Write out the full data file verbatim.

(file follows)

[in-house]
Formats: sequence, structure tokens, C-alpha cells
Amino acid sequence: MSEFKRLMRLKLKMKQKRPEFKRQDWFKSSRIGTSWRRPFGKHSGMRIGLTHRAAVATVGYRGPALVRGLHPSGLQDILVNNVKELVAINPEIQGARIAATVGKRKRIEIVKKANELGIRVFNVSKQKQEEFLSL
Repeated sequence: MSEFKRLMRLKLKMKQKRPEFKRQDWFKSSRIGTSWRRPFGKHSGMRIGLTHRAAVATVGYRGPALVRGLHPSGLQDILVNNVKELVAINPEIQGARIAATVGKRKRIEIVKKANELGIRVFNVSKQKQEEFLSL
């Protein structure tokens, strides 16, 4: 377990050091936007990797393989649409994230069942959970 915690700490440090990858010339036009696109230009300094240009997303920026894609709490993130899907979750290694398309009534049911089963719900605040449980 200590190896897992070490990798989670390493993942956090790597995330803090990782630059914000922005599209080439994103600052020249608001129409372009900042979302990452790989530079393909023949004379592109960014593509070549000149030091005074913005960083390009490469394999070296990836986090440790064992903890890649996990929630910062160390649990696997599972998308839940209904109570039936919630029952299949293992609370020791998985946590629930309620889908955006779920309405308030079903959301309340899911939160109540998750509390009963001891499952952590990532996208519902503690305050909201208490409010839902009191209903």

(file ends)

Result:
[in-house]
Formats: sequence, structure tokens, C-alpha cells
Amino acid sequence: MSEFKRLMRLKLKMKQKRPEFKRQDWFKSSRIGTSWRRPFGKHSGMRIGLTHRAAVATVGYRGPALVRGLHPSGLQDILVNNVKELVAINPEIQGARIAATVGKRKRIEIVKKANELGIRVFNVSKQKQEEFLSL
Repeated sequence: MSEFKRLMRLKLKMKQKRPEFKRQDWFKSSRIGTSWRRPFGKHSGMRIGLTHRAAVATVGYRGPALVRGLHPSGLQDILVNNVKELVAINPEIQGARIAATVGKRKRIEIVKKANELGIRVFNVSKQKQEEFLSL
């Protein structure tokens, strides 16, 4: 377990050091936007990797393989649409994230069942959970 915690700490440090990858010339036009696109230009300094240009997303920026894609709490993130899907979750290694398309009534049911089963719900605040449980 200590190896897992070490990798989670390493993942956090790597995330803090990782630059914000922005599209080439994103600052020249608001129409372009900042979302990452790989530079393909023949004379592109960014593509070549000149030091005074913005960083390009490469394999070296990836986090440790064992903890890649996990929630910062160390649990696997599972998308839940209904109570039936919630029952299949293992609370020791998985946590629930309620889908955006779920309405308030079903959301309340899911939160109540998750509390009963001891499952952590990532996208519902503690305050909201208490409010839902009191209903």